This fantastic hike is detailed in Richard Saunders’s wonderful Taipei Day Trips 2. Here are few updated notes.
We took a local bus from Xindian Station. Buses leave for Sanxia at 10 past the hour Mon.-Sat. and 20 past the hour on Sundays and holidays. It takes about 50 minutes to get to the Sanxia bus station via Ankeng Rd. Tickets were NT$50. I’d recommend getting off the junction with Route 3 rather than going all the way into Sanxia. We went to the bus station because we needed supplies. The taxi from there to the trail head near the Hezuo bridge cost NT$200 unmetered.
I saw references on the web to freeway bus service on =http://www.kingbus.com.tw/Kuo Kuang from the ‘Kuo Kuang Main Station in Xindian’ 台汽新店總站, but I had no luck finding that station on the Kuo Kuang web site, nor did anyone at the West Taipei Station or South Taipei Station have any idea what I was talking about. Maybe one of the Xindian tribe members can enlighten us?
A much more comfortable/fast option especially if you have three or four people would be to take the MRT to the new Yongning Station in Tucheng at the end of the line. You can take a taxi from here to the Hezuo Bridge for about NT$450. It will take 20 to 30 minutes depending on traffic. I highly recommend this option–it’s the way I will go in the future. This way also opens up much of the Sanxia area to Taipei people without cars. Do go early though on Sundays. The roads out of the mountains near Sanxia become very congested as all our friends from Taoyuan drive back home in the late afternoon/early evening.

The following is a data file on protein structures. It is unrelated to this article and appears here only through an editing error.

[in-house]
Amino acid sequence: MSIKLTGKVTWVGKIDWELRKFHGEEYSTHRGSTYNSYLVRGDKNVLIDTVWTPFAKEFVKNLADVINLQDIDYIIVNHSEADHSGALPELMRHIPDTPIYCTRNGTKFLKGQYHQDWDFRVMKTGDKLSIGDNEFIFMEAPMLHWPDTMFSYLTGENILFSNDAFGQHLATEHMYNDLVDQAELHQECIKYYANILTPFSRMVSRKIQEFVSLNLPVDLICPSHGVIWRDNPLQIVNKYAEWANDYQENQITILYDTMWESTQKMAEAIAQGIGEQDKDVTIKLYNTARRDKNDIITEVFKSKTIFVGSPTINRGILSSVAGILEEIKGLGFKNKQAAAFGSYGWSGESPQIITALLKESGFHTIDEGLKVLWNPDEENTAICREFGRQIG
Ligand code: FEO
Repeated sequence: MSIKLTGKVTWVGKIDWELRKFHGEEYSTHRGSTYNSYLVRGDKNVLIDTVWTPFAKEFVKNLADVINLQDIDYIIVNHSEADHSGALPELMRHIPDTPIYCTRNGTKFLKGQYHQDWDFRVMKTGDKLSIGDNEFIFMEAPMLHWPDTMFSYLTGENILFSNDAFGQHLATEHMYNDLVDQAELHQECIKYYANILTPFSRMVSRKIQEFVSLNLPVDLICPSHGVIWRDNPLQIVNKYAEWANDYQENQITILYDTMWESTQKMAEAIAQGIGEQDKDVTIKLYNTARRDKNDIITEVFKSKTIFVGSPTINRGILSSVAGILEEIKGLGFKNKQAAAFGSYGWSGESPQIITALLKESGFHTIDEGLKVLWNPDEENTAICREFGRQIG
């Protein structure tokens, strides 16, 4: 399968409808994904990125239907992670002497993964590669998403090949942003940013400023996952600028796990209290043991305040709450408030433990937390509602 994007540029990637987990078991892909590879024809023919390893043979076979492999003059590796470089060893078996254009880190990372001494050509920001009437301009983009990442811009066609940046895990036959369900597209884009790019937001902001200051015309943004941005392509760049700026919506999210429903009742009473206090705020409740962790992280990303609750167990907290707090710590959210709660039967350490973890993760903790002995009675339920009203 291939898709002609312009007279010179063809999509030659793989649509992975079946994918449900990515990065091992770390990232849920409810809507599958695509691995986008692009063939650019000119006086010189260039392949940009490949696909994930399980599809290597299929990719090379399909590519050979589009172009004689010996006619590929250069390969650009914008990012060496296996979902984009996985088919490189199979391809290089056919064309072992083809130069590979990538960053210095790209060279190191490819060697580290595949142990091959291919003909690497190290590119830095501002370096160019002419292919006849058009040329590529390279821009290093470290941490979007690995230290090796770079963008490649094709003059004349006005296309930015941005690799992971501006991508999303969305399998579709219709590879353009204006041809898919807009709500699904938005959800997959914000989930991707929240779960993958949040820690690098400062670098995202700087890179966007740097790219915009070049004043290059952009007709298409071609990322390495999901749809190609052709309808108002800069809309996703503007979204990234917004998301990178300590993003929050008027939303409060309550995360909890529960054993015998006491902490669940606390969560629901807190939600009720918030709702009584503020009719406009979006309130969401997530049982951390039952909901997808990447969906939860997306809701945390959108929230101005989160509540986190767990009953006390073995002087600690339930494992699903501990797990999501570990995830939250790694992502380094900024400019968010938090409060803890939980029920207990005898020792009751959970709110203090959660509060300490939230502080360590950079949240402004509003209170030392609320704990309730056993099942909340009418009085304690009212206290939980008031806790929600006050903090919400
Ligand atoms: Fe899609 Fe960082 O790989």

Richard’s directions are very clear. I suggest bringing gloves to avoid rope burn on the many rope-assisted scrambles you will be doing up rock faces. The first 80 minutes is straight up and a good work out. People with low fitness levels can make it but give them plenty of time and rest frequently. It gets a lot easier.
Richard mentions a red sign at the first junction where you should stay right. That sign is largely rusted away and you can barely see that it was once red. Instead there is detailed trail map on a white sign. This is location 4. It’s 30 minutes from here until just after Phoenix Plume Ridge (Location 5.) From here, it is another 30 minutes to Location 6 where you can turn right and go down to the road to finish the short route (another 30 minutes). We did the short route in a very leisurely 3.5 hours.
Between 5 and 6 there is another (even more) exciting ridge walk. Stay to the left to do this. If Phoenix Plume Ride was enough excitement for you, stay to the right and there is a pleasant path that skirts the base of the ridge safely.